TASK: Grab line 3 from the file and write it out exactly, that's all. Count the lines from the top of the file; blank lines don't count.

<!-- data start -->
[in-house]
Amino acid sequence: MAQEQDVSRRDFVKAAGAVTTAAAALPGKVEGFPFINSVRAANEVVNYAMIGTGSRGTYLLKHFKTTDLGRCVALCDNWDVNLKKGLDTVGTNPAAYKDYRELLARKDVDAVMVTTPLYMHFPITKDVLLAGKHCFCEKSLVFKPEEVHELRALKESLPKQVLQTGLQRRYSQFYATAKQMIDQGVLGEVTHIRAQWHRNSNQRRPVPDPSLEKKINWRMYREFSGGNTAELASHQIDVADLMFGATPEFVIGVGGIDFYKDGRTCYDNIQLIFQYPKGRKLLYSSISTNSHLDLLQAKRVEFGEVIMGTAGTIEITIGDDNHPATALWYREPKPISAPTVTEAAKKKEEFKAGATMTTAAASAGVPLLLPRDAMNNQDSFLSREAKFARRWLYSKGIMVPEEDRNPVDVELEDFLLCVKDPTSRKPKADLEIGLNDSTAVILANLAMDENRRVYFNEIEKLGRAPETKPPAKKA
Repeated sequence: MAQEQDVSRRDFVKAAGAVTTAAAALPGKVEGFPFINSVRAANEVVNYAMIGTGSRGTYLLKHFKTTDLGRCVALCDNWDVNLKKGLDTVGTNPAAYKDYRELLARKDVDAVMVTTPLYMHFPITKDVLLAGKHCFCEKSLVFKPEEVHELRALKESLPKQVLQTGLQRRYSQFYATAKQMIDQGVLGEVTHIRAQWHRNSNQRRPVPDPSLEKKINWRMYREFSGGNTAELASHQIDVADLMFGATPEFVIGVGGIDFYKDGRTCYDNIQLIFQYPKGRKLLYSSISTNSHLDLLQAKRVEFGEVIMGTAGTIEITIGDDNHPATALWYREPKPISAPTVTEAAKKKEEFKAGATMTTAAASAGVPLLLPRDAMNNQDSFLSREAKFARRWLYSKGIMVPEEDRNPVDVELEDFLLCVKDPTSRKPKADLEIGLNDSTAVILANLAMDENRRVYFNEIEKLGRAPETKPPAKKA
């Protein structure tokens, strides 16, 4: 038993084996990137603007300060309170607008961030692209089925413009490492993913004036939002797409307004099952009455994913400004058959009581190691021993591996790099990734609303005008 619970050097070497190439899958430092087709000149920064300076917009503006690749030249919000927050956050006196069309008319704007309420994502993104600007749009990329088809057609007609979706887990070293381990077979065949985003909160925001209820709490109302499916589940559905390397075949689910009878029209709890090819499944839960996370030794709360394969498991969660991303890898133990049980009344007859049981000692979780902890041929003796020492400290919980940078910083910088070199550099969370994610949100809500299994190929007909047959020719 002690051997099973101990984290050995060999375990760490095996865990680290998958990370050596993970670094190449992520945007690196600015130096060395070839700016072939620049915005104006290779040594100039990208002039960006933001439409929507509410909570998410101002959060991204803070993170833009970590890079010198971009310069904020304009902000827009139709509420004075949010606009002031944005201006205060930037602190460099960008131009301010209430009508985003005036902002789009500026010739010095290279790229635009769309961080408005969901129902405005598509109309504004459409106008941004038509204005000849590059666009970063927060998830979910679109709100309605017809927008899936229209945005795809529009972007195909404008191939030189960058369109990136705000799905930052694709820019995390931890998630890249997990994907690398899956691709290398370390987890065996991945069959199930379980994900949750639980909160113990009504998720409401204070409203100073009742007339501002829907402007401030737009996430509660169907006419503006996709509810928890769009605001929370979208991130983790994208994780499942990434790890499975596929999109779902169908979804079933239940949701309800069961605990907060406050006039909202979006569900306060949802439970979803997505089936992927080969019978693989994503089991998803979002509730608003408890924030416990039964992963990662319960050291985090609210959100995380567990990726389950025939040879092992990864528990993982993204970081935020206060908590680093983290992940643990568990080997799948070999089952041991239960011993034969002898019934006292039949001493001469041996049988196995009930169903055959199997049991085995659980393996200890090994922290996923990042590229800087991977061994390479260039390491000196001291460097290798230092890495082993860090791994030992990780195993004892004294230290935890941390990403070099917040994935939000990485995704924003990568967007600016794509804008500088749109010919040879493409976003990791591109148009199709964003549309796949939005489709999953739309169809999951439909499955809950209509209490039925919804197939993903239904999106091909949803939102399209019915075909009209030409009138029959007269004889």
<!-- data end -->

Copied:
Repeated sequence: MAQEQDVSRRDFVKAAGAVTTAAAALPGKVEGFPFINSVRAANEVVNYAMIGTGSRGTYLLKHFKTTDLGRCVALCDNWDVNLKKGLDTVGTNPAAYKDYRELLARKDVDAVMVTTPLYMHFPITKDVLLAGKHCFCEKSLVFKPEEVHELRALKESLPKQVLQTGLQRRYSQFYATAKQMIDQGVLGEVTHIRAQWHRNSNQRRPVPDPSLEKKINWRMYREFSGGNTAELASHQIDVADLMFGATPEFVIGVGGIDFYKDGRTCYDNIQLIFQYPKGRKLLYSSISTNSHLDLLQAKRVEFGEVIMGTAGTIEITIGDDNHPATALWYREPKPISAPTVTEAAKKKEEFKAGATMTTAAASAGVPLLLPRDAMNNQDSFLSREAKFARRWLYSKGIMVPEEDRNPVDVELEDFLLCVKDPTSRKPKADLEIGLNDSTAVILANLAMDENRRVYFNEIEKLGRAPETKPPAKKA